adopted an approach for classifying and cataloging a number of recurring structural design smells based on how they violate key object-oriented design principles. Their definition of design smells is similar to the one of architectural smells, but many of their design smells correspond to the code smells of Fowler. They identified the following design smell categories: Abstraction, Encapsulation, Modularization, and Hierarchy. They developed a tool, called Designite, to detect different design smells in Cprojects.
As we can see, different AS definitions have been proposed, but few detection tools are freely available Azadi et al. (2019).
2.3 Code Smells and Architectural Degradation
There is little knowledge, as outlined by Macia Macía Bertrán (2013), about the extent to which code anomalies are related to architectural degradation. In the following, we report on some studies where the term code anomalies is sometimes used instead of the term code smells and architectural anomalies correspond to architectural smells.
Macia et al. Macia et al. (2012b)
analyzed code anomaly occurrences in 38 versions of five applications using existing detection strategies. The outcome of their evaluation suggests that many of the code anomalies detected were not related to architectural problems. Even worse, over 50% of the anomalies not observed by the employed techniques (false negatives) were found to be correlated with architectural problems.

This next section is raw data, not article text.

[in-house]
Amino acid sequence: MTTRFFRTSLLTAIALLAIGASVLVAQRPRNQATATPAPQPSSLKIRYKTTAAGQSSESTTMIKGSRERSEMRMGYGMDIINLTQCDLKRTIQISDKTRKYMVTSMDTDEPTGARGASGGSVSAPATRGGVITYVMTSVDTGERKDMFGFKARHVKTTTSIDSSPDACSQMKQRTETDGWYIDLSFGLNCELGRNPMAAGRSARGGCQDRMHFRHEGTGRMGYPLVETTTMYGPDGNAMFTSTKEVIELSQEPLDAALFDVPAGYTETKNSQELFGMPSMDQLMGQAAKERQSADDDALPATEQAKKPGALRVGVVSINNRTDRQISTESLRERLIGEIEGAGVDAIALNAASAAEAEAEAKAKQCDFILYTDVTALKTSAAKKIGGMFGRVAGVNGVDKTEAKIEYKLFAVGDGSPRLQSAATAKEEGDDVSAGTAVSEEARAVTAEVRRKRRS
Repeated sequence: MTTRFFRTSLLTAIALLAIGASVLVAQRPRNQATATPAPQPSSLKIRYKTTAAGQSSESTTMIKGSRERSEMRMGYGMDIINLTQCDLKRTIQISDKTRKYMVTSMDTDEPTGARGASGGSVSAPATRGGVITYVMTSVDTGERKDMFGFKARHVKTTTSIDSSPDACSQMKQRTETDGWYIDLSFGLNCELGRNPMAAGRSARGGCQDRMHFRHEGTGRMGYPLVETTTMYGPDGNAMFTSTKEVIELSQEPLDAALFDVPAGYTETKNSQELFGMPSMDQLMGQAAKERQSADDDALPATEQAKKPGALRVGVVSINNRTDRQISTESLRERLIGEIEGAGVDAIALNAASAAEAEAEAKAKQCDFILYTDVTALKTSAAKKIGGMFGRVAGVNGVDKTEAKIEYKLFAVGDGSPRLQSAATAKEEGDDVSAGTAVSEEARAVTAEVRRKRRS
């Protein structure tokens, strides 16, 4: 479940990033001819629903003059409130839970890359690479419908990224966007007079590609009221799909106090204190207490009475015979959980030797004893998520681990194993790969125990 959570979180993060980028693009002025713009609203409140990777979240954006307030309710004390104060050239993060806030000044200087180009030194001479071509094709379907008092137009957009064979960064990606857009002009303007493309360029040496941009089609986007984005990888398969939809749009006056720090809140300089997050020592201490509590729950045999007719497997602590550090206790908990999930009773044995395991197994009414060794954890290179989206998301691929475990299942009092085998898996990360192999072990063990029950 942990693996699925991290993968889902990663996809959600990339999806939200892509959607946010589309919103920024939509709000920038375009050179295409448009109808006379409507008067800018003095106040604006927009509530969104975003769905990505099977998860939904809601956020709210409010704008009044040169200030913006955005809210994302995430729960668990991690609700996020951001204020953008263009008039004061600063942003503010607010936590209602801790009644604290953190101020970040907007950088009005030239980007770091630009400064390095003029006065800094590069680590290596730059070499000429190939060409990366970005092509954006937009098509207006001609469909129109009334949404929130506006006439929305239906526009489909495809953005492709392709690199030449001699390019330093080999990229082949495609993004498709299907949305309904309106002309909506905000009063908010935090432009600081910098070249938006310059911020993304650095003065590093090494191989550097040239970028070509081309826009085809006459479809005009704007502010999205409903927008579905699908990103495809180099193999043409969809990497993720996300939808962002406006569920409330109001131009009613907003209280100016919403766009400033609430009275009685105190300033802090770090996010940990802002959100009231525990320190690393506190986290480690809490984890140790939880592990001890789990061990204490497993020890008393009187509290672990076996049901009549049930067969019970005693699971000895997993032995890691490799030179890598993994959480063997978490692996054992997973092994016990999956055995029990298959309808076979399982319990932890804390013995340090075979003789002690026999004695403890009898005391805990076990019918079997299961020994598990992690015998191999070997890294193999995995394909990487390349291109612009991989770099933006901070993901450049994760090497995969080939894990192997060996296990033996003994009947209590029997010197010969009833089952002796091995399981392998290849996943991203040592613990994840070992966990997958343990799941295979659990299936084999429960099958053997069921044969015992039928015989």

In another work, Macia et al. Macia et al. (2012a) studied the correlations between code anomalies and architectural smells in six software projects (40 versions). They considered five architectural smells and nine code smells. They empirically found that each architectural problem represented by each AS is often refined by multiple code anomalies. More than 80% of architectural problems were found to be correlated with code anomalies. They also found 1) that certain types of code smells, such as Long Method or God Class, were consistently correlated with architectural problems; 2) that the highest percentages of code smells that introduce architectural problems occurred for God Class, Long Method, and Inappropriate Intimacy instances, and 3) that the occurrence of both God Class and Divergent Change smells in the same code element was a strong indicator of architectural problems, such as Scattered Functionalities violating the Separation of Concerns design principle. However, the study revealed that no type of code smell stands out as the best indicator of harmfulness with respect to architecture degradation.